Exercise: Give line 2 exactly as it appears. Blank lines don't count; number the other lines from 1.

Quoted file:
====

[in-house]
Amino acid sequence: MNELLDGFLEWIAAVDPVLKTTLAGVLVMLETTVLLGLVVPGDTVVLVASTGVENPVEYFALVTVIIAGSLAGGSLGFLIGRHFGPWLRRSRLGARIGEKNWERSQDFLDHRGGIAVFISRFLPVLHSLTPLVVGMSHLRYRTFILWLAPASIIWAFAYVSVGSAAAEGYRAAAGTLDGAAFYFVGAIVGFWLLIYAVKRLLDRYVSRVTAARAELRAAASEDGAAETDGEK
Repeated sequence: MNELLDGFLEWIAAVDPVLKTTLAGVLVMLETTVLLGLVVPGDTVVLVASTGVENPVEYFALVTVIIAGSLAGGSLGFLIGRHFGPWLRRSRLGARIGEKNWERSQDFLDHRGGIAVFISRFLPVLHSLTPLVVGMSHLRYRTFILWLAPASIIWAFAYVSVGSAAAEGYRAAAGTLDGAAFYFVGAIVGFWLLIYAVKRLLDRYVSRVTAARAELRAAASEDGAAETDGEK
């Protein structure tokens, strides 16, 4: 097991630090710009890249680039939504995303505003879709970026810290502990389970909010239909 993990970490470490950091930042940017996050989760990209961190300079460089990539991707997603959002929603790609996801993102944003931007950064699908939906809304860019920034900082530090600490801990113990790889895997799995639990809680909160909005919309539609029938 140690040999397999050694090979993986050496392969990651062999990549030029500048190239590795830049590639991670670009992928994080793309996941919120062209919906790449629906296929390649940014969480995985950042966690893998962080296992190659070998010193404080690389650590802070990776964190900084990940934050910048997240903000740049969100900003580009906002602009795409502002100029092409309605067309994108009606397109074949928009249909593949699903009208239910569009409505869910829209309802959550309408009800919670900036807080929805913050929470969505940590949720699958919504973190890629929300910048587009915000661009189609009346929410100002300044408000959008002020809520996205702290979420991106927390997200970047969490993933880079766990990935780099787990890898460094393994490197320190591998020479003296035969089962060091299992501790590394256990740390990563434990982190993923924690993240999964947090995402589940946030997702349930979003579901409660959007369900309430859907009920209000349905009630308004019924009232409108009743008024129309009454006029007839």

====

Amino acid sequence: MNELLDGFLEWIAAVDPVLKTTLAGVLVMLETTVLLGLVVPGDTVVLVASTGVENPVEYFALVTVIIAGSLAGGSLGFLIGRHFGPWLRRSRLGARIGEKNWERSQDFLDHRGGIAVFISRFLPVLHSLTPLVVGMSHLRYRTFILWLAPASIIWAFAYVSVGSAAAEGYRAAAGTLDGAAFYFVGAIVGFWLLIYAVKRLLDRYVSRVTAARAELRAAASEDGAAETDGEK